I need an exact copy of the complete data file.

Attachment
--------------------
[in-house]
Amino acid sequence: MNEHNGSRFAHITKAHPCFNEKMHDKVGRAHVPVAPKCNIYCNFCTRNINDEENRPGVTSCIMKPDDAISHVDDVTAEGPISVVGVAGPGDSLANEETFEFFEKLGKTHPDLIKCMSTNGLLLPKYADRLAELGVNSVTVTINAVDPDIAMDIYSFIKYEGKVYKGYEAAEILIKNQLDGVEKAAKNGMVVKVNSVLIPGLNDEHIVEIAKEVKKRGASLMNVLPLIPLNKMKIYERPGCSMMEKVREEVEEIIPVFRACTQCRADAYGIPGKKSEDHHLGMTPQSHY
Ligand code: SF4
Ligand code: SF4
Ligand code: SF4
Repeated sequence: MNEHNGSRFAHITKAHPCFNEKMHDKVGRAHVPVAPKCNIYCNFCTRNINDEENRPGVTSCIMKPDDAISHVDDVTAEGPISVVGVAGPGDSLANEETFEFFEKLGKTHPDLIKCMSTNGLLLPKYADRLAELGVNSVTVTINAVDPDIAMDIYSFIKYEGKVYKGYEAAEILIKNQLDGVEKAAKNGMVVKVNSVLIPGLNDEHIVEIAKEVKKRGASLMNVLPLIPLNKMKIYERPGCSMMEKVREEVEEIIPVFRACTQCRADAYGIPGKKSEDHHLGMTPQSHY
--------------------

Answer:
[in-house]
Amino acid sequence: MNEHNGSRFAHITKAHPCFNEKMHDKVGRAHVPVAPKCNIYCNFCTRNINDEENRPGVTSCIMKPDDAISHVDDVTAEGPISVVGVAGPGDSLANEETFEFFEKLGKTHPDLIKCMSTNGLLLPKYADRLAELGVNSVTVTINAVDPDIAMDIYSFIKYEGKVYKGYEAAEILIKNQLDGVEKAAKNGMVVKVNSVLIPGLNDEHIVEIAKEVKKRGASLMNVLPLIPLNKMKIYERPGCSMMEKVREEVEEIIPVFRACTQCRADAYGIPGKKSEDHHLGMTPQSHY
Ligand code: SF4
Ligand code: SF4
Ligand code: SF4
Repeated sequence: MNEHNGSRFAHITKAHPCFNEKMHDKVGRAHVPVAPKCNIYCNFCTRNINDEENRPGVTSCIMKPDDAISHVDDVTAEGPISVVGVAGPGDSLANEETFEFFEKLGKTHPDLIKCMSTNGLLLPKYADRLAELGVNSVTVTINAVDPDIAMDIYSFIKYEGKVYKGYEAAEILIKNQLDGVEKAAKNGMVVKVNSVLIPGLNDEHIVEIAKEVKKRGASLMNVLPLIPLNKMKIYERPGCSMMEKVREEVEEIIPVFRACTQCRADAYGIPGKKSEDHHLGMTPQSHY